Re: Header, Footer, and Sidebars

Albert Lunde (
Sat, 29 Nov 1997 21:09:14 CST

Message-Id: <>
Date: Sat, 29 Nov 1997 21:09:14 CST
In-Reply-To: <>; from "Steve Knoblock" at Nov 29, 97 8:17 pm
From: (Albert Lunde)
Subject: Re: Header, Footer, and Sidebars

> >If you want an included HTML document to function as part of the main
> >document, it will have to inherit the style state at the position of the
> >OBJECT in the parent document's tree. There could be some strange side
> I'm looking at it from a practical viewpoint, looking to avoid hacks like
> frames and finicky server side includes. I'd be happy to see some other way
> to better accomplish the same thing than using OBJECT if needed.
> >content. Note also that you will be nesting HTML and BODY elements. What
> Does the document have to be a full HTML document? Could the included
> document be an HTML fragment, as with SSI now?

When the IETF html-wg was working on the HTML 2.0 spec, requests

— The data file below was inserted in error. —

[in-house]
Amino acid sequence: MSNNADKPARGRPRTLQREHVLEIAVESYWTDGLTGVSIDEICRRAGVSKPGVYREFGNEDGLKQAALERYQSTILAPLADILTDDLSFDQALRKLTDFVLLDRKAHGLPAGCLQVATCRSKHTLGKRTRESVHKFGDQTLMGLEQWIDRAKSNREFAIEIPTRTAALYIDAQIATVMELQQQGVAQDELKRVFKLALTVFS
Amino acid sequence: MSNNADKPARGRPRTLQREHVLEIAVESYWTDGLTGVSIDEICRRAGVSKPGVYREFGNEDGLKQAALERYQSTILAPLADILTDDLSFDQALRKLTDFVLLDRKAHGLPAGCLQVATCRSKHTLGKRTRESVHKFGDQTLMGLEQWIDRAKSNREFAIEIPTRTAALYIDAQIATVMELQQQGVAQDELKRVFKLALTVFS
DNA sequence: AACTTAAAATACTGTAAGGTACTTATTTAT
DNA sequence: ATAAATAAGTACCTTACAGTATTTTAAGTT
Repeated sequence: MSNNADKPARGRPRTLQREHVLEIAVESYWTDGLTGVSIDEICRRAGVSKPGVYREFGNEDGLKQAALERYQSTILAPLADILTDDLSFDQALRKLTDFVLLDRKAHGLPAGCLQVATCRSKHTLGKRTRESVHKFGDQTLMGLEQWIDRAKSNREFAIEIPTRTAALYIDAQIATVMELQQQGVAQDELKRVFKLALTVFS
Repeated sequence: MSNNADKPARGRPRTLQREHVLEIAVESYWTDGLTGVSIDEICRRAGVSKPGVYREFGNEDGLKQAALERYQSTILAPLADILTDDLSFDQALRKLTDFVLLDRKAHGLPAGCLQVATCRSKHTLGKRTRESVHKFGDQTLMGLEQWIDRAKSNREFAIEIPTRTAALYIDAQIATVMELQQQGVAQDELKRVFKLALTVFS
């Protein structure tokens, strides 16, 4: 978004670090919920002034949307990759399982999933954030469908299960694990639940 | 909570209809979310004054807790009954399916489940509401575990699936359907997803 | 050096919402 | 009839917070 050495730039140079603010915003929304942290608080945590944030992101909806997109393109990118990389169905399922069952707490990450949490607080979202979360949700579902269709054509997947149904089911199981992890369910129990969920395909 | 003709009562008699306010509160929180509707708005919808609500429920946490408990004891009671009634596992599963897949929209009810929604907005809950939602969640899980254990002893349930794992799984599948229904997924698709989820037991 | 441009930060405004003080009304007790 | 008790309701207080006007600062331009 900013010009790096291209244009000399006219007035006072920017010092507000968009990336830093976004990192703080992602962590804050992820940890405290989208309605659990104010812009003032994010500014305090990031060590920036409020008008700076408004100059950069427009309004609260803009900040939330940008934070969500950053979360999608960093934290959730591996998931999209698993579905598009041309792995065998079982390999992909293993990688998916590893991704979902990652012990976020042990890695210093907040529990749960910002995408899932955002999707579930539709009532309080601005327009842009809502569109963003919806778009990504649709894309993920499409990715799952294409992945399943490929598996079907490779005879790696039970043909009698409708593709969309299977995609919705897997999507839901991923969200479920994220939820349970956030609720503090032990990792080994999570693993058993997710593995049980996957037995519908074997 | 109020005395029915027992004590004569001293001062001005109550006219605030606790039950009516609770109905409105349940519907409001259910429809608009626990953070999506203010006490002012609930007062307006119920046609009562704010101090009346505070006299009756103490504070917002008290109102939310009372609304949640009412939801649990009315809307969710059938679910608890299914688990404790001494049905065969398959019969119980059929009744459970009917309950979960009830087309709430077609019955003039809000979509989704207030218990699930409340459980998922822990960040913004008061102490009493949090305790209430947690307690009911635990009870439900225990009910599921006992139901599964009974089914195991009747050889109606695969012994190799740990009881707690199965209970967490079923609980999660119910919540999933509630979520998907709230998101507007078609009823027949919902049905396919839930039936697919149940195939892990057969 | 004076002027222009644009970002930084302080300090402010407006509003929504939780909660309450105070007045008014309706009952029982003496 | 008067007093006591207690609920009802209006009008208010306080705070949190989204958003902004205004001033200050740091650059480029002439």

for some sort of include feature were raised repeatedly, but not
put into the spec. I think this exclusion was not accidental, but
is rather based on (1) the difficulty of vaildating a document
containing includes (2) difficulties in expressing what people
want in an SGML framework. (There are also some SGML features
that might serve some of these purposes but which aren't
implemented in "tag soup" browsers.)

Server-Side Includes work because they are kept on the server side:
the client doesn't have to deal with them, and they are clearly
layered outside the HTML/SGML parsing and display process.

<OBJECT> was intended to work as a generalization of a whole
bunch of take-something-and-stick-it-in-the-middle-of-a-document
tags like <IMG> <APPLET> and others, but it wasn't intended
to be a #include sort of a thing.

Inconsistent and non-orthogonal implementations seem to be
crippling the use of <OBJECT>.

    Albert Lunde